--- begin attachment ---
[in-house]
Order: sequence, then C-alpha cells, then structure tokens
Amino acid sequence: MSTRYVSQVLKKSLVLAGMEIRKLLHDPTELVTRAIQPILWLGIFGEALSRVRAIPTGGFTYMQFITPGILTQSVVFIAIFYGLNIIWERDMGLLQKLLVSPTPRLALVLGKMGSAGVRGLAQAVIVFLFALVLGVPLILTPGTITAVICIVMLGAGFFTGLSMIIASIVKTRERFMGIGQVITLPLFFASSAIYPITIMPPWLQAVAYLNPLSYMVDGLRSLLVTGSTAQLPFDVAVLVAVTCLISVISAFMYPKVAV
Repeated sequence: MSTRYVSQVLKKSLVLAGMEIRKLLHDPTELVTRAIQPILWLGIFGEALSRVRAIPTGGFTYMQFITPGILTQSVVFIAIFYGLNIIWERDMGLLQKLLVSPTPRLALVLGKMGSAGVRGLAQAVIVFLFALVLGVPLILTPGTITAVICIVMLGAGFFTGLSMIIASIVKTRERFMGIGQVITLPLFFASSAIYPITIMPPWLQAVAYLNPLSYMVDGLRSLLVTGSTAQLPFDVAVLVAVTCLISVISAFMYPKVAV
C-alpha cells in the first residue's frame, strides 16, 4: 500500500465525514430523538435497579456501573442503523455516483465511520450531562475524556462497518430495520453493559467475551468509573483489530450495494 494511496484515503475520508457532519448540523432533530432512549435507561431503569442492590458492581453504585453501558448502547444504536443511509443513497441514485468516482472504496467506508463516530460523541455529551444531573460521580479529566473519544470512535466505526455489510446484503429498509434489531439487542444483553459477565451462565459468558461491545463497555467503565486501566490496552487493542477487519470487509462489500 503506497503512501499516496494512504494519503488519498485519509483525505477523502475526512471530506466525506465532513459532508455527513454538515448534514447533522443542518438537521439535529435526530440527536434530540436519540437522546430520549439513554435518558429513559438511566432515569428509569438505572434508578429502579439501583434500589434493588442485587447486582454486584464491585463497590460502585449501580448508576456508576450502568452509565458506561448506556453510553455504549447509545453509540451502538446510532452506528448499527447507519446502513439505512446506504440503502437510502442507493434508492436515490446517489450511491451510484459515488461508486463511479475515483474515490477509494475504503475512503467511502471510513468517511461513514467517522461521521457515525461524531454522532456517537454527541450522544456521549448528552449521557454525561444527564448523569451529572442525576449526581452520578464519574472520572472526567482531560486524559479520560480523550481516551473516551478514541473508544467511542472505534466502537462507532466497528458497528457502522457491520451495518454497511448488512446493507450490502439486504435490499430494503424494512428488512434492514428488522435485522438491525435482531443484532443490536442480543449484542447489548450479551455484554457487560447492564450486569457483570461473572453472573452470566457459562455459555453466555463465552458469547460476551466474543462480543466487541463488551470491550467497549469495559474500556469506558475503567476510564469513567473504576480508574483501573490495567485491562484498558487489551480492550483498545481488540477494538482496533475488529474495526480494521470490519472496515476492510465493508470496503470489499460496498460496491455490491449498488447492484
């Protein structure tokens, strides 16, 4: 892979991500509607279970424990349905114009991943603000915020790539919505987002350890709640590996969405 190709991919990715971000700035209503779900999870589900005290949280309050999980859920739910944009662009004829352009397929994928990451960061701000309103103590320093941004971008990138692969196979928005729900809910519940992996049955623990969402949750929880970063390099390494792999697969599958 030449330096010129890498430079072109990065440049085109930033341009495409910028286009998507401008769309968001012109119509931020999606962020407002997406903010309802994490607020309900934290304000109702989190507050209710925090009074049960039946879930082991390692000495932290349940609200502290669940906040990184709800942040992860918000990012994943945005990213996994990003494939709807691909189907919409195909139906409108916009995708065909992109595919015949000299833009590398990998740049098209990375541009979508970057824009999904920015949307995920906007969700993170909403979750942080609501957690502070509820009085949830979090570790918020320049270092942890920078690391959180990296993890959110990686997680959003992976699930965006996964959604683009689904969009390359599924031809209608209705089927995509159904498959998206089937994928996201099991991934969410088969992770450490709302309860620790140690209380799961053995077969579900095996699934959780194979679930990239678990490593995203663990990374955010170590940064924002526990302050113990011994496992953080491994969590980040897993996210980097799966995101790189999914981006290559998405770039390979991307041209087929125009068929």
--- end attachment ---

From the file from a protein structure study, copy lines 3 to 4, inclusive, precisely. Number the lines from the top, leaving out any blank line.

Amino acid sequence: MSTRYVSQVLKKSLVLAGMEIRKLLHDPTELVTRAIQPILWLGIFGEALSRVRAIPTGGFTYMQFITPGILTQSVVFIAIFYGLNIIWERDMGLLQKLLVSPTPRLALVLGKMGSAGVRGLAQAVIVFLFALVLGVPLILTPGTITAVICIVMLGAGFFTGLSMIIASIVKTRERFMGIGQVITLPLFFASSAIYPITIMPPWLQAVAYLNPLSYMVDGLRSLLVTGSTAQLPFDVAVLVAVTCLISVISAFMYPKVAV
Repeated sequence: MSTRYVSQVLKKSLVLAGMEIRKLLHDPTELVTRAIQPILWLGIFGEALSRVRAIPTGGFTYMQFITPGILTQSVVFIAIFYGLNIIWERDMGLLQKLLVSPTPRLALVLGKMGSAGVRGLAQAVIVFLFALVLGVPLILTPGTITAVICIVMLGAGFFTGLSMIIASIVKTRERFMGIGQVITLPLFFASSAIYPITIMPPWLQAVAYLNPLSYMVDGLRSLLVTGSTAQLPFDVAVLVAVTCLISVISAFMYPKVAV